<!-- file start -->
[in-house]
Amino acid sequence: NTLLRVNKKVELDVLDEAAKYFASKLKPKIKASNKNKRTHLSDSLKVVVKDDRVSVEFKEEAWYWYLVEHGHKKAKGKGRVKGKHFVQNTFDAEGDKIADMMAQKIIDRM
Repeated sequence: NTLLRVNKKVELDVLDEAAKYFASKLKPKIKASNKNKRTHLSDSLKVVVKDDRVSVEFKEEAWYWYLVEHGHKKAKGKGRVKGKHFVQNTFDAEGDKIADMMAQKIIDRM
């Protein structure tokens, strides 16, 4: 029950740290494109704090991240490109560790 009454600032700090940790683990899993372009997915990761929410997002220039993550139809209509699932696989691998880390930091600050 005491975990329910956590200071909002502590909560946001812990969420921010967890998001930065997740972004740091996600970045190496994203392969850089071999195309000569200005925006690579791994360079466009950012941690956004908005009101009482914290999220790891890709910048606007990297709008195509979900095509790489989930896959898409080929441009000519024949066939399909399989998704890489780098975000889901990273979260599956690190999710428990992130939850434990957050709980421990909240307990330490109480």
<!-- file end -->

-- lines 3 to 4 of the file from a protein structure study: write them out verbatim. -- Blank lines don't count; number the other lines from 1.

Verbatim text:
Repeated sequence: NTLLRVNKKVELDVLDEAAKYFASKLKPKIKASNKNKRTHLSDSLKVVVKDDRVSVEFKEEAWYWYLVEHGHKKAKGKGRVKGKHFVQNTFDAEGDKIADMMAQKIIDRM
């Protein structure tokens, strides 16, 4: 029950740290494109704090991240490109560790 009454600032700090940790683990899993372009997915990761929410997002220039993550139809209509699932696989691998880390930091600050 005491975990329910956590200071909002502590909560946001812990969420921010967890998001930065997740972004740091996600970045190496994203392969850089071999195309000569200005925006690579791994360079466009950012941690956004908005009101009482914290999220790891890709910048606007990297709008195509979900095509790489989930896959898409080929441009000519024949066939399909399989998704890489780098975000889901990273979260599956690190999710428990992130939850434990957050709980421990909240307990330490109480």